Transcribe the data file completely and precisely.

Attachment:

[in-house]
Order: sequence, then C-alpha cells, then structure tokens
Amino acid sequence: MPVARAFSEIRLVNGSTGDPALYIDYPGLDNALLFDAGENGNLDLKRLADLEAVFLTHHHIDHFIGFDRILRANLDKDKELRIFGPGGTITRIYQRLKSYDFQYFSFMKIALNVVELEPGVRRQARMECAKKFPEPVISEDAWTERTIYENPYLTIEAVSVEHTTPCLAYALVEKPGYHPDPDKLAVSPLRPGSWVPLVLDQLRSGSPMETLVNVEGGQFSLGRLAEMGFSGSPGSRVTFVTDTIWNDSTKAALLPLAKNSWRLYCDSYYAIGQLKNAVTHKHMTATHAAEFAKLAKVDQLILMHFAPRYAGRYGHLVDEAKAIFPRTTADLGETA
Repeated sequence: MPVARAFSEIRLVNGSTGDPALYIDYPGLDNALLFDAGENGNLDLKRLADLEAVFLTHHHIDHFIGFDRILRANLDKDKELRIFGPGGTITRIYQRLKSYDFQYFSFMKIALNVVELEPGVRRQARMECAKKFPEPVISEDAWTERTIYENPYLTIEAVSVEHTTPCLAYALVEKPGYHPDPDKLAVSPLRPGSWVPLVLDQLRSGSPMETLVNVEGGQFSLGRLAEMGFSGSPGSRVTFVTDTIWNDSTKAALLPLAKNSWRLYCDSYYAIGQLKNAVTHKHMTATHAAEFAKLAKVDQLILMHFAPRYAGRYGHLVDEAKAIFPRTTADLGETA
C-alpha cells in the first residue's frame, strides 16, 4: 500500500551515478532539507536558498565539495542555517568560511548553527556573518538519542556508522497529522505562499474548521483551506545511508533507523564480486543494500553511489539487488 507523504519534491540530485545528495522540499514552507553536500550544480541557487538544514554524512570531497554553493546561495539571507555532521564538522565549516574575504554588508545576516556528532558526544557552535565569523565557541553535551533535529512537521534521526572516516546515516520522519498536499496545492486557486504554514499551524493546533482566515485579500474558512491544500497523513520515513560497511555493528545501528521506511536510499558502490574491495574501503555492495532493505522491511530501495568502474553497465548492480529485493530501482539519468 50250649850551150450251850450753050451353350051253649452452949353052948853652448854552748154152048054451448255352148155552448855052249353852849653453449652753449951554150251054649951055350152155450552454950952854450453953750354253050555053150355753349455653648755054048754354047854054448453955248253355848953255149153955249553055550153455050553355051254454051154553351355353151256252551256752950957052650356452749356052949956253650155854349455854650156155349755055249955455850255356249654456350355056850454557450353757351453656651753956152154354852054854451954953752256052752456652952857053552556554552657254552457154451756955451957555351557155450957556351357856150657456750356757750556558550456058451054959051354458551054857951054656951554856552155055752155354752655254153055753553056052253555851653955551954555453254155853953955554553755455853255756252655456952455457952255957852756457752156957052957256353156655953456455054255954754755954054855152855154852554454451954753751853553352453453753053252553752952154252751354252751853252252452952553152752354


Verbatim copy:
[in-house]
Order: sequence, then C-alpha cells, then structure tokens
Amino acid sequence: MPVARAFSEIRLVNGSTGDPALYIDYPGLDNALLFDAGENGNLDLKRLADLEAVFLTHHHIDHFIGFDRILRANLDKDKELRIFGPGGTITRIYQRLKSYDFQYFSFMKIALNVVELEPGVRRQARMECAKKFPEPVISEDAWTERTIYENPYLTIEAVSVEHTTPCLAYALVEKPGYHPDPDKLAVSPLRPGSWVPLVLDQLRSGSPMETLVNVEGGQFSLGRLAEMGFSGSPGSRVTFVTDTIWNDSTKAALLPLAKNSWRLYCDSYYAIGQLKNAVTHKHMTATHAAEFAKLAKVDQLILMHFAPRYAGRYGHLVDEAKAIFPRTTADLGETA
Repeated sequence: MPVARAFSEIRLVNGSTGDPALYIDYPGLDNALLFDAGENGNLDLKRLADLEAVFLTHHHIDHFIGFDRILRANLDKDKELRIFGPGGTITRIYQRLKSYDFQYFSFMKIALNVVELEPGVRRQARMECAKKFPEPVISEDAWTERTIYENPYLTIEAVSVEHTTPCLAYALVEKPGYHPDPDKLAVSPLRPGSWVPLVLDQLRSGSPMETLVNVEGGQFSLGRLAEMGFSGSPGSRVTFVTDTIWNDSTKAALLPLAKNSWRLYCDSYYAIGQLKNAVTHKHMTATHAAEFAKLAKVDQLILMHFAPRYAGRYGHLVDEAKAIFPRTTADLGETA
C-alpha cells in the first residue's frame, strides 16, 4: 500500500551515478532539507536558498565539495542555517568560511548553527556573518538519542556508522497529522505562499474548521483551506545511508533507523564480486543494500553511489539487488 507523504519534491540530485545528495522540499514552507553536500550544480541557487538544514554524512570531497554553493546561495539571507555532521564538522565549516574575504554588508545576516556528532558526544557552535565569523565557541553535551533535529512537521534521526572516516546515516520522519498536499496545492486557486504554514499551524493546533482566515485579500474558512491544500497523513520515513560497511555493528545501528521506511536510499558502490574491495574501503555492495532493505522491511530501495568502474553497465548492480529485493530501482539519468 50250649850551150450251850450753050451353350051253649452452949353052948853652448854552748154152048054451448255352148155552448855052249353852849653453449652753449951554150251054649951055350152155450552454950952854450453953750354253050555053150355753349455653648755054048754354047854054448453955248253355848953255149153955249553055550153455050553355051254454051154553351355353151256252551256752950957052650356452749356052949956253650155854349455854650156155349755055249955455850255356249654456350355056850454557450353757351453656651753956152154354852054854451954953752256052752456652952857053552556554552657254552457154451756955451957555351557155450957556351357856150657456750356757750556558550456058451054959051354458551054857951054656951554856552155055752155354752655254153055753553056052253555851653955551954555453254155853953955554553755455853255756252655456952455457952255957852756457752156957052957256353156655953456455054255954754755954054855152855154852554454451954753751853553352453453753053252553752952154252751354252751853252252452952553152752354